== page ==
CHAPEL HILL, NC – RENCI, the Renaissance Computing Institute at UNC Chapel Hill, will receive $729,686 from the National Science Foundation to begin a process that could lead to the development of a multimillion-dollar Water Science Software Institute (WSSI) led by RENCI and UNC Chapel Hill with partners across the U.S. Read more
RENCI to lead effort to conceptualize NSF-funded Water Science Software Institute
UNC startup Gift Boogle acquires MatchServ, selected to demo at CED’s 2012 Tech Venture conference
Above: Gift Boogle CEO Eric McAfee (left), and COO Scott Kleist.
CHAPEL HILL, N.C. – Gift Boogle, a startup out of UNC Chapel Hill, has acquired MatchServ, a provider of web-based matching technology and a former strategic partner. MatchServ’s technology will be integrated into Gift Boogle’s gift matching social media application.
Extending the REACH of NC experts
For Tom White, director of North Carolina State University’s Economic Development Partnership, a typical day includes answering a wide range of questions from business and industry representatives, economic developers and workforce specialists seeking university expertise to help solve problems, conduct research, or determine whether a business expansion makes sense. Read more
HydroShare aims to help scientists collaborate on water-related problems
CHAPEL HILL, NC – RENCI, the Renaissance Computing Institute at UNC Chapel Hill, will work with Utah State University and water scientists across the U.S. on a $4.5 million collaborative project funded by the National Science Foundation aimed at giving hydrologists the technology infrastructure they need to address critical issues related to water quality, quantity, accessibility, and management. Read more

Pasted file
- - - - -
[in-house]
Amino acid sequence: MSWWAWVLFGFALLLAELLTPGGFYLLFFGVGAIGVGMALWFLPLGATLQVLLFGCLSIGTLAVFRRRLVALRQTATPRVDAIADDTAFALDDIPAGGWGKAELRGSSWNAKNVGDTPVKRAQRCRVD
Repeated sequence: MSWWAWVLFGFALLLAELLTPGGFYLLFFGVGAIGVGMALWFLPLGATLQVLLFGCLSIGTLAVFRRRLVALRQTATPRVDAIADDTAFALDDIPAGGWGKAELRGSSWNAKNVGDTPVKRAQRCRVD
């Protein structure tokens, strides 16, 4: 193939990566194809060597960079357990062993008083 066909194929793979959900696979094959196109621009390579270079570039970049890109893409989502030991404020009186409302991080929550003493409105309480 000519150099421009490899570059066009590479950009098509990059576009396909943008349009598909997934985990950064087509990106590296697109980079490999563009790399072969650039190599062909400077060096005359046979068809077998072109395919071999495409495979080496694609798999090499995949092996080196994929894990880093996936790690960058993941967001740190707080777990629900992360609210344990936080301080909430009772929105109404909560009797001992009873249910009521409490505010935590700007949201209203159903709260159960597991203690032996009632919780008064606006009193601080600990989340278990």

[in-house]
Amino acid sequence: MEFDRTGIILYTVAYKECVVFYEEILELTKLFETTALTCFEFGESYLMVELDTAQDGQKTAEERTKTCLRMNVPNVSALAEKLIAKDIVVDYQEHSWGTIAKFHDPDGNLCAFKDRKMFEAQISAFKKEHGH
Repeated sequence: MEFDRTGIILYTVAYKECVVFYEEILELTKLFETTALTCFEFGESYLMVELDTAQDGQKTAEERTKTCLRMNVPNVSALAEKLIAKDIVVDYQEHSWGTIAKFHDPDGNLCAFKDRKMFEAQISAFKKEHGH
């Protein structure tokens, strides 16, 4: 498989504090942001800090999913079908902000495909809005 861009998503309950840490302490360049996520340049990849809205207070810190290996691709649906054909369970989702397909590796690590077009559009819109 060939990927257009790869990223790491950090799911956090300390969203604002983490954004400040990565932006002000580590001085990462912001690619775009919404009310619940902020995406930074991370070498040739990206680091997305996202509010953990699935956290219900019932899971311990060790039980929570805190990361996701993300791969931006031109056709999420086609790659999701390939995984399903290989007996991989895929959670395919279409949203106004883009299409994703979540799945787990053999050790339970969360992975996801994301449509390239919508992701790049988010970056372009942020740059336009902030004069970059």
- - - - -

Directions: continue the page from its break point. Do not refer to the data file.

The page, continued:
Making genomes make sense
CHAPEL HILL, NC – Sometimes, technology progresses faster than our ability to take advantage of it. The Internet was the domain of the U.S. Department of Defense and a handful of scientists before enterprising college students and technology geeks figured out how to make money off it and launched the “dot.com” era. Similarly, in only a decade, technology has transformed the sequencing of a whole human genome from a scientific milestone costing about $3 billion to a relatively routine affair costing several thousand dollars. But using this wealth of genomic data to improve healthcare and human health has proven to be a tougher nut to crack. Read more
Second beta release of E-iRODS now available for download
RENCI is pleased to announce the second beta release, version 3.0b2, of the new E-iRODS binary distribution. This release marks a continued progress toward the first full release of E-iRODS, which will be backed up by extensive unit, functional, and regression testing, running continuously on RENCI’s open infrastructure. Support and documentation will also be available. Read more
RENCI-affiliated teams elected to Federation of Earth Science Information Partners
The Assembly of the Federation of Earth Science Information Partners (ESIP Federation) elected four new member organizations, two of which have an affiliation with RENCI and the University of North Carolina at Chapel Hill, bringing total membership to more than 140 organizations. Read more
Carolina Launch Pad names four new ventures to its 2012-2013 class
CHAPEL HILL, NC, June 6, 2012—A new crop of Carolina entrepreneurs have joined Carolina Launch Pad, the university’s pre-commercial technology startup incubator. The companies will participate in the program for the next year. Read more
Carolina Launch Pad company Sqord recognized for innovation in fighting childhood obesity
CHAPEL HILL, NC–Sqord, a UNC Chapel Hill startup that uses an online social game environment to encourage kids to be more active, was named one of two national winners in a competition to recognize innovative technologies used to combat childhood obesity. Read more
RENCI visualization experts to assist two Duke research teams
DURHAM, NC—Two Duke University research projects—one that uses virtual environments to combat the Type 2 diabetes epidemic and another that aims to understand the role of the oceans in global climate change—will get a boost from RENCI scientific visualization experts as they work to understand complex, multidimensional datasets.